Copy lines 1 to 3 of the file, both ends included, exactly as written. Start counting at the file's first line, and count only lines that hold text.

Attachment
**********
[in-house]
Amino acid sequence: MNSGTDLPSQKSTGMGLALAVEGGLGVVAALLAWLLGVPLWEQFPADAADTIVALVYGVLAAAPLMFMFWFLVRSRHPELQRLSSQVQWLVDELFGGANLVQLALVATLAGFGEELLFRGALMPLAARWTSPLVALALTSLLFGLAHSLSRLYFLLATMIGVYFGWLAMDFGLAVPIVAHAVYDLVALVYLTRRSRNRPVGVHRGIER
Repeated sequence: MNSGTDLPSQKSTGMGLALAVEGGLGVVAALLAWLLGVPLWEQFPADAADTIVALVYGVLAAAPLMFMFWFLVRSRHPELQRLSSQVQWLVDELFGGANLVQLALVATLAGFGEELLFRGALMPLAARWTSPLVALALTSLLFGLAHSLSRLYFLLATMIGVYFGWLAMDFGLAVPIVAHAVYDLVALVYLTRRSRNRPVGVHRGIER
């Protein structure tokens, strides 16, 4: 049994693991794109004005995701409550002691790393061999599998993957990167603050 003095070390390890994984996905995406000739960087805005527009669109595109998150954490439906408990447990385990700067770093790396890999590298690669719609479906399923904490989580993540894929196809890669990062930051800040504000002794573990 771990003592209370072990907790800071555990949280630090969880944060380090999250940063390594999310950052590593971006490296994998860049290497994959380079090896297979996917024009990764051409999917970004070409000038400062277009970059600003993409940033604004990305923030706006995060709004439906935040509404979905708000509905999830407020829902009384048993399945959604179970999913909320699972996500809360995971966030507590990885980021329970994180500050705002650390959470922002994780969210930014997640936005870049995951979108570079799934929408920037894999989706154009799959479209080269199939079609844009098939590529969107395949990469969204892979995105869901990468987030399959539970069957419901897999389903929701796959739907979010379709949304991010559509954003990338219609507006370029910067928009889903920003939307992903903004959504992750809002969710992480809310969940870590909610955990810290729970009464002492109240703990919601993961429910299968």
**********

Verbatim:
[in-house]
Amino acid sequence: MNSGTDLPSQKSTGMGLALAVEGGLGVVAALLAWLLGVPLWEQFPADAADTIVALVYGVLAAAPLMFMFWFLVRSRHPELQRLSSQVQWLVDELFGGANLVQLALVATLAGFGEELLFRGALMPLAARWTSPLVALALTSLLFGLAHSLSRLYFLLATMIGVYFGWLAMDFGLAVPIVAHAVYDLVALVYLTRRSRNRPVGVHRGIER
Repeated sequence: MNSGTDLPSQKSTGMGLALAVEGGLGVVAALLAWLLGVPLWEQFPADAADTIVALVYGVLAAAPLMFMFWFLVRSRHPELQRLSSQVQWLVDELFGGANLVQLALVATLAGFGEELLFRGALMPLAARWTSPLVALALTSLLFGLAHSLSRLYFLLATMIGVYFGWLAMDFGLAVPIVAHAVYDLVALVYLTRRSRNRPVGVHRGIER